A former SoftBank Corp. employee has been arrested under the suspicion of illegally sharing 5G trade secrets with new employer, Rakuten Mobile, before the former was planning to launch their very own mobile network.
Tokyo Metropolitan Police have arrested Kuniaki Aiba who allegedly leaked classified company information, breaching the Unfair Competition Prevention Law as well as a non-disclosure agreement signed with SoftBank, according to local media.
Aiba is suspected to have sent trade secrets of his initial employer from his company email to his personal one, relating to SoftBank’s 5G technology on December 31, 2019, Tokyo Police stated.
“Even though the former employee had signed a non-disclosure agreement with us, during the period from resignation to departure, information related to our network technology corresponding to our trade secret was illegally taken,” a statement from SoftBank said, highlighting that it had consulted with the Metropolitan Police Department, reported the damage, and cooperated in the investigation.
It remains unknown whether Aiba has admitted to the allegations.
According to the statement, the information leaked pertained to the company’s 4G and 5G base station equipment, and fixed communication networks that connect base stations to each other, though no client data had been exposed.
In parallel, a Rakuten Mobile spokesperson told reporters that Aiba is indeed an employee of the company, which is fully cooperating with the police investigation.
SoftBank suspects that the leaked data has already been put to use by Rakuten, which may be stored on Aiba’s company computer, with plans to file a lawsuit to force its rival to destroy the information.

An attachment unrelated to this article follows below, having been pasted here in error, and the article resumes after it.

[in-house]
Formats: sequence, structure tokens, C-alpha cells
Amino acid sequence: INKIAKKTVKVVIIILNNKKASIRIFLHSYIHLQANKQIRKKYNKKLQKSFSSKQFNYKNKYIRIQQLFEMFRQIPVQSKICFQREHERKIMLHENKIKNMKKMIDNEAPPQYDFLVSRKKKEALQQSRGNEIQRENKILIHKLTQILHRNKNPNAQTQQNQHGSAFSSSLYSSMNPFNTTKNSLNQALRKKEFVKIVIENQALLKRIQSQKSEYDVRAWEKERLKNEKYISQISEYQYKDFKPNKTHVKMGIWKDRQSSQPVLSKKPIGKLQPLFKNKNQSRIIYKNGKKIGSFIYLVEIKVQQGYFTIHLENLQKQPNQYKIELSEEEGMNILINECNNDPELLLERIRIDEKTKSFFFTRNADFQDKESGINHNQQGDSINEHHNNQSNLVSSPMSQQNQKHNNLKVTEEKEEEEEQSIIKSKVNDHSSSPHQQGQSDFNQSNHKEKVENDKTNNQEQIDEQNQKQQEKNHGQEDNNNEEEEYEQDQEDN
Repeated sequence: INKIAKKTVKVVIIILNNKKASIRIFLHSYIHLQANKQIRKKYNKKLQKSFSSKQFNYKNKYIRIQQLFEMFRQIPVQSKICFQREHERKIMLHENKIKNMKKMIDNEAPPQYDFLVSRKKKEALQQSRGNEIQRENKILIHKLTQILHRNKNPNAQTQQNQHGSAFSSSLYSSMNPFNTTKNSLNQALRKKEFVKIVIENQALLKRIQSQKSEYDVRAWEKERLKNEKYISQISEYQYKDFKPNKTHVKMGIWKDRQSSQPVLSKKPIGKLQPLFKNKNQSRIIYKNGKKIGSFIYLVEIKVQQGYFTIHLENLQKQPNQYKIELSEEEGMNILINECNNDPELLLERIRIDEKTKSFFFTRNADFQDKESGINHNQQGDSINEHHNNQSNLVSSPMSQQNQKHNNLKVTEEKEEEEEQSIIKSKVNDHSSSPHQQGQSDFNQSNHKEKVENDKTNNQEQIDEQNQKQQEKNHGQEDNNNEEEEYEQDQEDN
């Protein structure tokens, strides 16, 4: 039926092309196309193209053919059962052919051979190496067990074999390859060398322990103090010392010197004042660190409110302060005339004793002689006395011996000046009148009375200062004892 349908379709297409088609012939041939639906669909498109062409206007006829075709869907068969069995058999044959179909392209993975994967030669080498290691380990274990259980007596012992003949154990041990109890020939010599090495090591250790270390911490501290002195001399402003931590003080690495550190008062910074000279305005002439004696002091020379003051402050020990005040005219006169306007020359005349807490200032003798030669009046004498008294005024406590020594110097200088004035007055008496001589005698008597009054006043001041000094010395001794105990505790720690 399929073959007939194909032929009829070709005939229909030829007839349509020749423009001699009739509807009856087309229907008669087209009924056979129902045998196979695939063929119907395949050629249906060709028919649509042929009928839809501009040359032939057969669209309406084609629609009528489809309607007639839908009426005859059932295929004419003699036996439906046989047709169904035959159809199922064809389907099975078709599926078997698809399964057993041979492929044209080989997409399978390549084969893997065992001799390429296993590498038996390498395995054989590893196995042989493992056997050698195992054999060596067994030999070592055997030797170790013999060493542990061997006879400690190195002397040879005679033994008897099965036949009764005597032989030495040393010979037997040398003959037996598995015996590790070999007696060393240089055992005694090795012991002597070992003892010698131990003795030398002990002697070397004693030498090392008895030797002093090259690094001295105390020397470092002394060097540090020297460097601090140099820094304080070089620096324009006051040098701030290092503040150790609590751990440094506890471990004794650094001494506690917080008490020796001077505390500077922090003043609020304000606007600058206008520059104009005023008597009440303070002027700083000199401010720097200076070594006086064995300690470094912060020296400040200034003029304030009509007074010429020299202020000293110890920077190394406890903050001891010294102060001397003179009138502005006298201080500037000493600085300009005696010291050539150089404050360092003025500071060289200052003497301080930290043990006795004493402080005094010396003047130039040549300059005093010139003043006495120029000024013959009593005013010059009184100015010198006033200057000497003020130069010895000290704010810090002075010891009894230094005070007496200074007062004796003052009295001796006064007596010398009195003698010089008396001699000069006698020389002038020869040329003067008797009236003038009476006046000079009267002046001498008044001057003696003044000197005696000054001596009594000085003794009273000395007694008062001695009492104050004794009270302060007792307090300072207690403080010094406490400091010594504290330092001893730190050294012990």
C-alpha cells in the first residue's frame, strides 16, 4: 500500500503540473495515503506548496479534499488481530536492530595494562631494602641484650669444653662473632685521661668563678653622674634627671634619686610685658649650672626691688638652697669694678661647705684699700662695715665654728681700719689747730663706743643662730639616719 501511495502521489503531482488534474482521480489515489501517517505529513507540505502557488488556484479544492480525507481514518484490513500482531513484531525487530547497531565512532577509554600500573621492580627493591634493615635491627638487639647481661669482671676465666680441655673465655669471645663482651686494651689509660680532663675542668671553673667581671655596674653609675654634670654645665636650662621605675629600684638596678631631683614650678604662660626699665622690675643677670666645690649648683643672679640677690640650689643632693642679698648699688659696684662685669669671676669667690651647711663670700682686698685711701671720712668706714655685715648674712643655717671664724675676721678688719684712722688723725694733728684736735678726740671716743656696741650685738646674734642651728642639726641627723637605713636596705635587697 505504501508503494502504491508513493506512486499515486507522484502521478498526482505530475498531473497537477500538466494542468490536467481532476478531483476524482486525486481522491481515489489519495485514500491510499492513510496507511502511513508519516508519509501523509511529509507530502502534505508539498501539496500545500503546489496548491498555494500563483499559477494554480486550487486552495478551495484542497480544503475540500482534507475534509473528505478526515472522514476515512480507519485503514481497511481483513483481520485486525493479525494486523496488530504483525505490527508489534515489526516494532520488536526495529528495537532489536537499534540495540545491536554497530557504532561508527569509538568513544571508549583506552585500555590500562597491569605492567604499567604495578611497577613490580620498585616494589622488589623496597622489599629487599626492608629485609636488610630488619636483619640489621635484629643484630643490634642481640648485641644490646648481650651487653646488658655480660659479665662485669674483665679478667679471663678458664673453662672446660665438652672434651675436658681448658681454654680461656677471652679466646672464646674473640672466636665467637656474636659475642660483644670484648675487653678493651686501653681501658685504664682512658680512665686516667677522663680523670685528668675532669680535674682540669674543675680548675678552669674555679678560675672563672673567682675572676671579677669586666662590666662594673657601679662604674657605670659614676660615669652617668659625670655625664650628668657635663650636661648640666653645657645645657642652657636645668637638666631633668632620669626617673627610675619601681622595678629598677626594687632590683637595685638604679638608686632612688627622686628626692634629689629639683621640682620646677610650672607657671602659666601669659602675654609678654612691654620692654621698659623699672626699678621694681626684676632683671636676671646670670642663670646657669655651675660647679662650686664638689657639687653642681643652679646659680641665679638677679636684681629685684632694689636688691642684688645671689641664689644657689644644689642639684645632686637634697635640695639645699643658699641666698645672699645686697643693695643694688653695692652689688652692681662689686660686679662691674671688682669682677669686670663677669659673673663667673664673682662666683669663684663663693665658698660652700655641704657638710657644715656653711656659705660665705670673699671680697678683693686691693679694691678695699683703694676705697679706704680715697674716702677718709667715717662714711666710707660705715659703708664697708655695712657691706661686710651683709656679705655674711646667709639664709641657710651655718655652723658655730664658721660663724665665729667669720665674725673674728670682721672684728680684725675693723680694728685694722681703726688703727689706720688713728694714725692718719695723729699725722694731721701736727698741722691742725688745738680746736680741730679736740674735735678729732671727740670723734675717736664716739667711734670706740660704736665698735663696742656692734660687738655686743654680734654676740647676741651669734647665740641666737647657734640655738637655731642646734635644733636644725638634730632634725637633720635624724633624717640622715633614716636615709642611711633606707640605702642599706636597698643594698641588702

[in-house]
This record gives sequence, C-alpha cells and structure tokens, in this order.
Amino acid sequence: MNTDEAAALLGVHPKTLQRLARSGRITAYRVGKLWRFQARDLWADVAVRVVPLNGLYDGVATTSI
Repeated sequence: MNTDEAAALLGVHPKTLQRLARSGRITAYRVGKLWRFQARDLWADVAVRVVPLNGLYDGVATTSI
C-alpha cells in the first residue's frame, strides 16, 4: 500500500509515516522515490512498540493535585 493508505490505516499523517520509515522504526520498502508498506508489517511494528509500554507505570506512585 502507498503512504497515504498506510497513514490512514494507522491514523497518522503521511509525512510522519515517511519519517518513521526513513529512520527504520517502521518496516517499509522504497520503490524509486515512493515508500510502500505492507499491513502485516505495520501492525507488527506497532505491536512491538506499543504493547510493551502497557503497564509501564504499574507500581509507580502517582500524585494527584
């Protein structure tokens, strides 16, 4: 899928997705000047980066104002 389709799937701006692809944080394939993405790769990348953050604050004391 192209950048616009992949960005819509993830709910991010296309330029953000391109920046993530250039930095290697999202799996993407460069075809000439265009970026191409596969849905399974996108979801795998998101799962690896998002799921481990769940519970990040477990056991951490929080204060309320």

“We recognize that our trade secrets are stored on Rakuten Mobile’s business PCs used by the former employee, and that it is highly likely that Rakuten Mobile has already used our trade secrets in some way,” the statement read.
Rakuten Mobile, a subsidiary of Rakuten Inc., was down as much as 2 percent in Tokyo on Tuesday, while SoftBank Corp. was up just over 1 percent.
SoftBank stressed that information relating to the confidentiality of communications, and business partners of corporate customers who provide communication services to the company are safe.
“Until now, we have regularly concluded non-disclosure agreements and conducted security training for all employees,” the statement said.
This act of corporate espionage highlights the growing rivalry in one of the world’s most competitive telecom countries.
Rakuten’s strong presence within the local sector – launching the fourth major network in the country last year and pushing unlimited mobile data allowances – has put pressure on competitors such as SoftBank, NTT Docomo Inc. and KDDI Corp.
5G networks and devices have been a contested group within the country since they open up new applications, revenue streams, and opportunities. While SoftBank was one of the first to adopt 5G technology, its coverage remains shaky at best, as it is across most of the globe.
Rakuten, on the other hand, launched their service months after their rival and has consistently aimed to make large gains within the market using a single-priced offering at half price of its competitors.